The callback method will get the notification. Based on the notification, a business process component (EJB) can be invoked to fulfill the scheduled job.

 


public void handleNotification(Notification notif, Object handback)
{
   String type = notif.getType();
    if ( type.equals("OrderSubmission") )
    {
       // invoke the component or ejb that does the order processing and submission
    }
    else if ( type.equals("InventorySubmission") )
    {
        // invoke the component or ejb that does the inventory processing and submission
    }
 }

The cleanUp method of MyAppJobScheduler stops the timer, and removes all the notifications that were added to it. We can invoke the cleanUp method as shown above from the preStop method, or it can be invoked from the finalize method of MyAppJobScheduler.

 


public synchronized void cleanUp()
{
    System.out.println(">>> MyAppJobScheduler cleanUp method called.");
    try
    {          
       timer.stop();
       timer.removeNotification(orderNotificationId);
       timer.removeNotification(inventoryNotificationId);
       System.out.println(">>> MyAppJobScheduler Scheduler stopped.");
    }
    catch (InstanceNotFoundException e)
    {
       e.printStackTrace();
    }
}

Here is how the final method of MyAppJobScheduler will look:

 


	protected void finalize() throws Throwable
  {
    	   System.out.println(">>> MyAppJobScheduler finalize called.");
    	   cleanUp();

    	   super.finalize();
  }

Implement MyAppListener
We will write a class MyAppListener that extends weblogic.application.ApplicationLifeCyleListener. Application lifecycle listener events provide handles that developers can use to control behavior during deployment, undeployment, and redeployment.

 


	public class MyAppListener extends ApplicationLifecycleListener

We want to start the scheduled jobs as soon as the application is deployed. So we will invoke the MyAppJobScheduler in the postStart method of MyAppListener. If you want to invoke the Scheduler before the startup, the invocation will be in the preStart method.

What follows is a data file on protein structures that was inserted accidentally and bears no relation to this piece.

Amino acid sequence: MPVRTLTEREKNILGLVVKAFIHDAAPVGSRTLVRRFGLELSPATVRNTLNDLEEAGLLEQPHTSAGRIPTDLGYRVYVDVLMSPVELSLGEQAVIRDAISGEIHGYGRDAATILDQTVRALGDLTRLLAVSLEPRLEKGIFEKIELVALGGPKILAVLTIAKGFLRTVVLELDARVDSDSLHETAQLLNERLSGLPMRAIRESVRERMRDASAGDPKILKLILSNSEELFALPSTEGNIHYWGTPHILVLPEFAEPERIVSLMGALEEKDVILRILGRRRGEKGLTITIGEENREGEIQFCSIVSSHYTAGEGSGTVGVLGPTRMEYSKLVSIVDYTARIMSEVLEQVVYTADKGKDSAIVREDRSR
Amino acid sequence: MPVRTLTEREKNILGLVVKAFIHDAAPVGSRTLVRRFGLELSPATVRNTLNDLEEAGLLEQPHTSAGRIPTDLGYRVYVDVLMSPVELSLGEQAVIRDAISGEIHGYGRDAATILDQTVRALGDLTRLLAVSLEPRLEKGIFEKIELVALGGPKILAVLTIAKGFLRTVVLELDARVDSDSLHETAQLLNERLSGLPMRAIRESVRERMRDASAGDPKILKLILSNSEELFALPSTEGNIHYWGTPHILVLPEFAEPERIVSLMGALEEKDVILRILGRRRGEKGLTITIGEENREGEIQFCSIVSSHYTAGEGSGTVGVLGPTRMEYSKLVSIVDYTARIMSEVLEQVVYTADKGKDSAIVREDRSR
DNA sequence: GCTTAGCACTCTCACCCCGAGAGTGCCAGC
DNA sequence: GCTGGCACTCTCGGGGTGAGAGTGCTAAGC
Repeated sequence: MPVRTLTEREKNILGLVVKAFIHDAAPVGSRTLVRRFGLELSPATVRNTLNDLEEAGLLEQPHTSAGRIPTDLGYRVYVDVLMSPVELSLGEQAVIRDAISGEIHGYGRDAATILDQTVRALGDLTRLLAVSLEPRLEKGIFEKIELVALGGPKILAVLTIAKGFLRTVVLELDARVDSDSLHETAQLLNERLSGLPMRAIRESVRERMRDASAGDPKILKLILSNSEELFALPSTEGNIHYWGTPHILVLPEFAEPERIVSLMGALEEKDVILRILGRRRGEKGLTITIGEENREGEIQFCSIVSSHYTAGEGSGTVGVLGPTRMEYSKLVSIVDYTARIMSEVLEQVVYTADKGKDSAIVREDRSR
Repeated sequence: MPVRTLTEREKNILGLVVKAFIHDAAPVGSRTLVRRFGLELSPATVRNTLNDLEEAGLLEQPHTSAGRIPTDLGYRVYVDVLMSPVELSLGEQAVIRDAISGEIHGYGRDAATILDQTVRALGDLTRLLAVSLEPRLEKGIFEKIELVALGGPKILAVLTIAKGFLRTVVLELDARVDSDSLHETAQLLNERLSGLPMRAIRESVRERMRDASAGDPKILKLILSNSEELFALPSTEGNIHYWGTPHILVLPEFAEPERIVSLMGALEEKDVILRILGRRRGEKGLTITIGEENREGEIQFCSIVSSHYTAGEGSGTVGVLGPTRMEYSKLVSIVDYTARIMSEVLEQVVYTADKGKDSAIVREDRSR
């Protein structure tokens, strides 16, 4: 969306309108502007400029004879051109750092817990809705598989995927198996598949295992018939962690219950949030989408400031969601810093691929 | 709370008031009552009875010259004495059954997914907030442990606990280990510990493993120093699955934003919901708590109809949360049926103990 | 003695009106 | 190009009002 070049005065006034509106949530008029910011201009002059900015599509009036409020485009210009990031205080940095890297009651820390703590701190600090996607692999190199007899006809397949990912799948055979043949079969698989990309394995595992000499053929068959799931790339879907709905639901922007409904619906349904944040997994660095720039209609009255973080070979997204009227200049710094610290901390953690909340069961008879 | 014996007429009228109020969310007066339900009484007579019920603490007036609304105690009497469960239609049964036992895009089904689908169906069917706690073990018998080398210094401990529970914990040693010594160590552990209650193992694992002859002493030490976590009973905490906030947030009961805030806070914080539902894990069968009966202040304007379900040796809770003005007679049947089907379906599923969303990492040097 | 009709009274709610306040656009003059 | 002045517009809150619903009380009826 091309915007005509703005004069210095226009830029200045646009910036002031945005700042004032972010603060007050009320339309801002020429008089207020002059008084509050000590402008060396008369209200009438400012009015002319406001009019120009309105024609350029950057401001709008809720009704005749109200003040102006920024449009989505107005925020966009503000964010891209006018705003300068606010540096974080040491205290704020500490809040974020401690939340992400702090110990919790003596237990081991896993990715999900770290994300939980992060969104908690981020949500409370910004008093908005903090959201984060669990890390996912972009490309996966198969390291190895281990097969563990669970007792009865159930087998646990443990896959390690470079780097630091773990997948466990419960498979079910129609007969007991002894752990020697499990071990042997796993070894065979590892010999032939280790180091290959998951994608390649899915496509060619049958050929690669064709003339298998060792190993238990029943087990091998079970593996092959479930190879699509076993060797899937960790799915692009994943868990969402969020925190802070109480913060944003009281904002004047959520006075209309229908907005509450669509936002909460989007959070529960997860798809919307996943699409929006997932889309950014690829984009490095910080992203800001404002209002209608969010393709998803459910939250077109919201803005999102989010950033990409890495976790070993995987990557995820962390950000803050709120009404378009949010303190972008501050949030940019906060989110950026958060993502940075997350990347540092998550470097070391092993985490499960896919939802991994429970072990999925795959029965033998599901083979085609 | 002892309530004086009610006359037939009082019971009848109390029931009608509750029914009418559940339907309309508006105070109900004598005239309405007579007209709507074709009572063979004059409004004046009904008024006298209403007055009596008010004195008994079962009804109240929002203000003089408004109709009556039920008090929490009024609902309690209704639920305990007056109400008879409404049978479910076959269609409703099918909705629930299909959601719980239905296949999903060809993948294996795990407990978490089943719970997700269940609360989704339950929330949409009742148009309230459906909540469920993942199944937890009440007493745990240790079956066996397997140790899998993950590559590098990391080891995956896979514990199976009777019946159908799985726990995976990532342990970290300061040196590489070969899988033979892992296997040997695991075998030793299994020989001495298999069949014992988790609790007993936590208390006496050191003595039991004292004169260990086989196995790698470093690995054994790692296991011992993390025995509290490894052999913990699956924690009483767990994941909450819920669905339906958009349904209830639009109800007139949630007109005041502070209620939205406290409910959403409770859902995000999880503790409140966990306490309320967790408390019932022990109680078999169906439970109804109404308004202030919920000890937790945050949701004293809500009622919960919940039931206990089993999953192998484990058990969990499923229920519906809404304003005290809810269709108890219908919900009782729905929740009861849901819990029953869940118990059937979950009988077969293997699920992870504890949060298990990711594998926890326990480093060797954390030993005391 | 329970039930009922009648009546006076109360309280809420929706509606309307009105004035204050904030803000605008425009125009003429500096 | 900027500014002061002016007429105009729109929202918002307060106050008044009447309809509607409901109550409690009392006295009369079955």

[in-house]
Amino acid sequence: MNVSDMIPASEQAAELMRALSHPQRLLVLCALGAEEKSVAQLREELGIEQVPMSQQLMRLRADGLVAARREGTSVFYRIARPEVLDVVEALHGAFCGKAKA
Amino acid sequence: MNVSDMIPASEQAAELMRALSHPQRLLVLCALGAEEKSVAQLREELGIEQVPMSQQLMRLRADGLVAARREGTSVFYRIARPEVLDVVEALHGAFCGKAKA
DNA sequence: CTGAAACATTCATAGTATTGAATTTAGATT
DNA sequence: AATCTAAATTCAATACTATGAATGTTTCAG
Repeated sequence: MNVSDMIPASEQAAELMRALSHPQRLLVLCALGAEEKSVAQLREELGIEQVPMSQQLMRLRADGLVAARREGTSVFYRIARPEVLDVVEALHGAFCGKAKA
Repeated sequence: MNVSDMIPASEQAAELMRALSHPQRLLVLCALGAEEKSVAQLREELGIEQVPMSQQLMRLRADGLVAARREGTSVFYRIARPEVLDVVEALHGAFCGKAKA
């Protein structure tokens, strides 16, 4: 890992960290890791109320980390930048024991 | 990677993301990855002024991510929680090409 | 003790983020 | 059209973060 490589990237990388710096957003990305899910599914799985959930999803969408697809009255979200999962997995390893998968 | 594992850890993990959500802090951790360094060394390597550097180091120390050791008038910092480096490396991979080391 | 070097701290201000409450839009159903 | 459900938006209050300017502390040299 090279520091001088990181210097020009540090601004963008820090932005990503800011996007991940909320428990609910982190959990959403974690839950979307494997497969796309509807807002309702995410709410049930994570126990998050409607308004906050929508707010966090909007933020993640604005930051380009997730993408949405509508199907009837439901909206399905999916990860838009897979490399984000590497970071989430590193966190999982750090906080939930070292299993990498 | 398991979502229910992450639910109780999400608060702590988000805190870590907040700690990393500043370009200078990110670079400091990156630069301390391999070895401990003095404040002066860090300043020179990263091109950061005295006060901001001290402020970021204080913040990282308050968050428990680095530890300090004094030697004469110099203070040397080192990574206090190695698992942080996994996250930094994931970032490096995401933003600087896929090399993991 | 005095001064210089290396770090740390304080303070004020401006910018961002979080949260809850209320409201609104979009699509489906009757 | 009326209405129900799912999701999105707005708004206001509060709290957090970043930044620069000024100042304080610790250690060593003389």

public void postStart(ApplicationLifecycleEvent evt)
  {
     	   System.out.println( "MyAppListener:postStart Event");

     	   //Start the Scheduler
     	   myAppJobScheduler = new MyAppJobScheduler();
  }

We want to unschedule the jobs before the application is undeployed. So we invoke the MyAppJobScheduler's cleanUp method in the preStop method of MyAppListener.

 


public void preStop(ApplicationLifecycleEvent evt)
  {
    System.out.println( "MyAppListener:preStop Event");

    //Stop the Scheduler
    myAppJobScheduler.cleanUp();
  }

Register MyAppListener
In the weblogic-application.xml, register MyAppListener class for application lifecycle events.

 


<listener>
   <listener-class>MyAppListener</listener-class>
</listener>

Include MyAppJobScheduler, MyAppListener in the application classpath, or alternatively you can specify the jar file using <listener-uri> parameter.

 


<listener>
   <listener-class>MyAppListener</listener-class>
   <listener-uri>scheduler.jar</listener-uri>
</listener>

References

  • WebLogic Server: Programming Application Lifecycle Events: http://e-docs.bea.com/wls/docs90/programming/lifecycle.html
  • WebLogic Timer: http://e-docs.bea.com/wls/docs90/javadocs/weblogic/management/timer/Timer.html
  • J2EE Notification Listener: http://java.sun.com/j2ee/1.4/docs/api/javax/management/NotificationListener.html
  • More Stories By Vijay Chinta

    Vijay Chinta is an enterprise architect at Nokia. His primary area of expertise is J2EE development for enterprise applications in the fields of telecommunication and transportation.

    More Stories By Thomas Kunnumpurath

    Thomas Kunnumpurath is a senior software engineer at
    Nokia. He has several years experience in Java/J2EE
    application development.